Figure 4
Figure 4
Immunohistochemistry shows that eEF1α1 protein is overexpressed in ductal breast carcinoma. (A) A tissue microarray with a total of 7 adjacent normal breast tissues and 100 ductal breast carcinomas was immunohistochemically stained with an anti-eEF1α1 antibody. Representative images of various staining intensities are shown. Scale bars: 50 μm. (B) Distributions of high and low eEF1α1-expressing tissue samples, using an immunohistochemistry-derived H-score of 50 as a cutoff. Data are analyzed for several clinical parameters, as indicated. P-values: Fisher’s exact tests or Chi-square tests, as indicated.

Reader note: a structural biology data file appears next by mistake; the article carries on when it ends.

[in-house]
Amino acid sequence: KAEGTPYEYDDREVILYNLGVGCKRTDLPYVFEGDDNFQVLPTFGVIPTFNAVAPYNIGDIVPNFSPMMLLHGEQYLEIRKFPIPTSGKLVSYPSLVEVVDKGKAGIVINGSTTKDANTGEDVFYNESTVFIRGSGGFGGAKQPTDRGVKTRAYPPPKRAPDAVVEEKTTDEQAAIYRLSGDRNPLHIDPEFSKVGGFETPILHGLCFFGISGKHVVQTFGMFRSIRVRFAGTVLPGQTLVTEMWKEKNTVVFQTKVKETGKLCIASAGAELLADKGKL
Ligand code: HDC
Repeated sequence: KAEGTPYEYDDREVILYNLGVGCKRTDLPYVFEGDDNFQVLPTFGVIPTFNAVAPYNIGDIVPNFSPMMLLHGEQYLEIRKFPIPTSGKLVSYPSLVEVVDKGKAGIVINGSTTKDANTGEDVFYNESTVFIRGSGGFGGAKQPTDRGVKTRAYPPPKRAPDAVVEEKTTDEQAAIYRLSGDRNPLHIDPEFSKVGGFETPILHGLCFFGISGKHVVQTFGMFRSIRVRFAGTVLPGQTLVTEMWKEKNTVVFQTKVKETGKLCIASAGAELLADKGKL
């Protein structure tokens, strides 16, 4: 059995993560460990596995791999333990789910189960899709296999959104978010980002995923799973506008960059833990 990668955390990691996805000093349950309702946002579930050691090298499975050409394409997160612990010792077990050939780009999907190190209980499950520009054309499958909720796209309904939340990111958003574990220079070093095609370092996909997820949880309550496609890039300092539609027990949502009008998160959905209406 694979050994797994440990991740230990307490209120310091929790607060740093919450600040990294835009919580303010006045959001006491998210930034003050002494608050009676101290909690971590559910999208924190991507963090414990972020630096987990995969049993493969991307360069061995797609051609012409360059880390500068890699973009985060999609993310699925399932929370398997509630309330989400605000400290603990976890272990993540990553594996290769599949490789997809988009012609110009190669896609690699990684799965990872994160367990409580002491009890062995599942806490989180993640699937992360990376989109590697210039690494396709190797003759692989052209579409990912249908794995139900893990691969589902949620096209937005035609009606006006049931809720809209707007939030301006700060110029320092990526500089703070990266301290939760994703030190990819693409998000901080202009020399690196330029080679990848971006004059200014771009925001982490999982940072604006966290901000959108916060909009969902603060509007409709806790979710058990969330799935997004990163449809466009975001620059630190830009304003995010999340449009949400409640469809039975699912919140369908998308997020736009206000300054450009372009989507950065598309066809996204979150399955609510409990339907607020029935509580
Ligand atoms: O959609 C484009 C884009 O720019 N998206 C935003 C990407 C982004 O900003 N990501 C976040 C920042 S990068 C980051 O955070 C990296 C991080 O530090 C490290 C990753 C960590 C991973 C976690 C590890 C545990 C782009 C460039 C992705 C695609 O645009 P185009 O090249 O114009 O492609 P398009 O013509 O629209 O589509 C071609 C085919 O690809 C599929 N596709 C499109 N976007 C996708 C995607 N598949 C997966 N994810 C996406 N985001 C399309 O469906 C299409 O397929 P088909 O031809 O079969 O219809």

Figure 5
Figure 5
EEF1α1 protein expression levels parallel cellular stress levels. (A) Western blots showing eEF1α1 and β-actin protein levels in MCF10A and MDA-MB-231 breast cancer cell lines. (B) Quantification of β-actin-normalized eEF1α1 protein levels in MCF10A and MDA-MB-231 cell lines using the Western blots shown in (A). (C) Bar graph of normalized eEF1α1 protein levels in MCF10A and MDA-MB-231 cell lines using mass spectrometric quantification (each n = 2). (D) Protein expression levels of the heat shock response-inducible HSP90 isoforms α1 and α2. (E) Model explaining the contradictory EEF1A1 mRNA and eEF1α1 protein misexpression in breast carcinoma.